A BRIEF HISTORY OF CRANBERRIES
The Cranberry actually has a long history in North America and had an important place in everyday Indian life.
The Cranberry was utilized by the Indians to brighten up food, to deal with wounds from poisoned arrows and as a dye for carpets and blankets. Pilgrim women learned about the Cranberry from the friendly Indians and they soon started to create their own ways of fixing cranberries for their dinner tables. They made cranberry sauces, bubbling tarts and nogs. (drinks) Today at our Thanksgiving Dinner Tables Cranberries are served in different kinds – Whole Berry Sauce, Jellied Cranberry Sauce, Cranberry Orange Relish and occasionally within a salad.
Cranberries are also used in baked goods – they create an superb fruit for Quick Breads plus a fantastic Sauce for Waffles and Pancakes.
Cranberries were called different names by Indians of different areas.
Pakimintzen – New Jersey (symbol of Peace)
The modern day title”Cranberry” was a contraction of crane berry, an early name given to the berries because their pale pink blossoms resembled the head of a crane and Sandhill Cranes were seen in the lowlands eating the berries.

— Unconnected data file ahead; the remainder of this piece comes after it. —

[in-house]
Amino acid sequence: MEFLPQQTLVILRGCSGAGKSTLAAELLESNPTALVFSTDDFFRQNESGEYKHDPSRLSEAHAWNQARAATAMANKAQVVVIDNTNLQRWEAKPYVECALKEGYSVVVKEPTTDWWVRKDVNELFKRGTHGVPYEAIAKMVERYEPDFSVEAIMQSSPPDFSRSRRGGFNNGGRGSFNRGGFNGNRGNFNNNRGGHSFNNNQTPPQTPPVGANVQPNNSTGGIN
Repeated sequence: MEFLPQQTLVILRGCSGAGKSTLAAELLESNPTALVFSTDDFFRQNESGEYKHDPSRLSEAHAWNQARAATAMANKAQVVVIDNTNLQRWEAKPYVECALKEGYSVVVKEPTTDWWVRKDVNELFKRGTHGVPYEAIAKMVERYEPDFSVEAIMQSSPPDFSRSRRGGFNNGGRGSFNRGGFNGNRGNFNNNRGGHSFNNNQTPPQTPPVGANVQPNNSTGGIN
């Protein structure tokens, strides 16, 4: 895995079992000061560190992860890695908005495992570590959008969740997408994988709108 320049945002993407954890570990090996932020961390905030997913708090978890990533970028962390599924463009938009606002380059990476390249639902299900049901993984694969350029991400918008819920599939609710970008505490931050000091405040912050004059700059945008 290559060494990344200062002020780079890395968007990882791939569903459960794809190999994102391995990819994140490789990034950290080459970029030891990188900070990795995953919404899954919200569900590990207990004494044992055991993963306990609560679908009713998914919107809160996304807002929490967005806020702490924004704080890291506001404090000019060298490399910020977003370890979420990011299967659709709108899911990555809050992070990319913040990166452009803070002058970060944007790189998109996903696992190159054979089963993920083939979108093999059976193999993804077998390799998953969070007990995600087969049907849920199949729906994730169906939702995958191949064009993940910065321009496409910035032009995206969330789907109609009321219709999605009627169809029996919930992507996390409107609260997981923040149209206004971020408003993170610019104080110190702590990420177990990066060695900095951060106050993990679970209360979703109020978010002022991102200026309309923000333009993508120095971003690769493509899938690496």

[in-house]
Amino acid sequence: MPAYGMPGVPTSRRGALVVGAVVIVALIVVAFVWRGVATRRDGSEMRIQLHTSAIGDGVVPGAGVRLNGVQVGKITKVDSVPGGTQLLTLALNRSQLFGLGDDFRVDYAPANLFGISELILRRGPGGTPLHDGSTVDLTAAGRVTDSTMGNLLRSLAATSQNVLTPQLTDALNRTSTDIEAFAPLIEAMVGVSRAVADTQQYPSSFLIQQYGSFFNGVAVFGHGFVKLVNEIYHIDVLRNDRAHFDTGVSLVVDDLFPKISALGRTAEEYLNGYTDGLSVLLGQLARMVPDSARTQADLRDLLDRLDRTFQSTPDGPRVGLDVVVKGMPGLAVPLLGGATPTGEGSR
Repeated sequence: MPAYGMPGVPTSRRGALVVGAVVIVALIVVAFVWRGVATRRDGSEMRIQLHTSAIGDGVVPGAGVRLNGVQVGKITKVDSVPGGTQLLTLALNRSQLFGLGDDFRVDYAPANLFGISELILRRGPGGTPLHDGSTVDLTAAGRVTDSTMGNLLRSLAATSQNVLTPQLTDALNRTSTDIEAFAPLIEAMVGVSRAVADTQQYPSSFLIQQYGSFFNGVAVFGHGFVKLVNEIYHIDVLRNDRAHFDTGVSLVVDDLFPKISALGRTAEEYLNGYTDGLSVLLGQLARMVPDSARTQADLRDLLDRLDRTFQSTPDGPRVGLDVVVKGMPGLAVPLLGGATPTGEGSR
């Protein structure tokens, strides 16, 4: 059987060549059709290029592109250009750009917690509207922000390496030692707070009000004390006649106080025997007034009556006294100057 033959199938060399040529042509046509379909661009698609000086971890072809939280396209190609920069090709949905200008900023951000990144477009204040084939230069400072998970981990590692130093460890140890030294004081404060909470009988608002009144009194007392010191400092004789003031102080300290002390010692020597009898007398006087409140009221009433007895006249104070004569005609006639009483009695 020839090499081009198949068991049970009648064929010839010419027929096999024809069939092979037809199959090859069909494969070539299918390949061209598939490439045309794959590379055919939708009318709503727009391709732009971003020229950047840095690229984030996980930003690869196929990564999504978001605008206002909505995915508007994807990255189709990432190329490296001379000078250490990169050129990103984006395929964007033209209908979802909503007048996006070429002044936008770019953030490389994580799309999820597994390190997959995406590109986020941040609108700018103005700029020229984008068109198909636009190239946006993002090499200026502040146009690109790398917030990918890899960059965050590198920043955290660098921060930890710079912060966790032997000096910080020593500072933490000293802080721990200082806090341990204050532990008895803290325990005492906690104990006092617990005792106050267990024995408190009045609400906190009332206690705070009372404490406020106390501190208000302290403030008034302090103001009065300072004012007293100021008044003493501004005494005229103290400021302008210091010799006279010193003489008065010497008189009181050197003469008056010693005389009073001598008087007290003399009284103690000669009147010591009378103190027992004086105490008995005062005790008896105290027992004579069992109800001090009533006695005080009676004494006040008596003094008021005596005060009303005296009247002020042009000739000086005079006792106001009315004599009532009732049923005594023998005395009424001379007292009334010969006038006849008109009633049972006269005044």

Cultivation of Cranberries began in Massachusetts almost 200 years after the landing of the Pilgrims. In 1816 Henry Hall of Dennis, Cape Cod, noticed that cranberries appeared to grow big and juicier where sand from the dunes blew over the vines. Cultivation now came from this simple observation made almost 200 years back.
Cranberries grow on peat soil that has been covered with a 3 inch layer of sand. The vines, planted about six inches apart, slowly spread over the floor forming a thick green carpet. The vines are weeded from the spring, pruned in the fall, fertilized and re-sanded every three or four years. Birds are needed to control the bees and insects pollinate the blossoms.
A good Cranberry is going to have a bounce to it. In the Ocean Spray plant, even if a berry does not bounced it’ll be rejected. Today, these tart berries are used in numerous dishes in addition to Cranberry Sauce.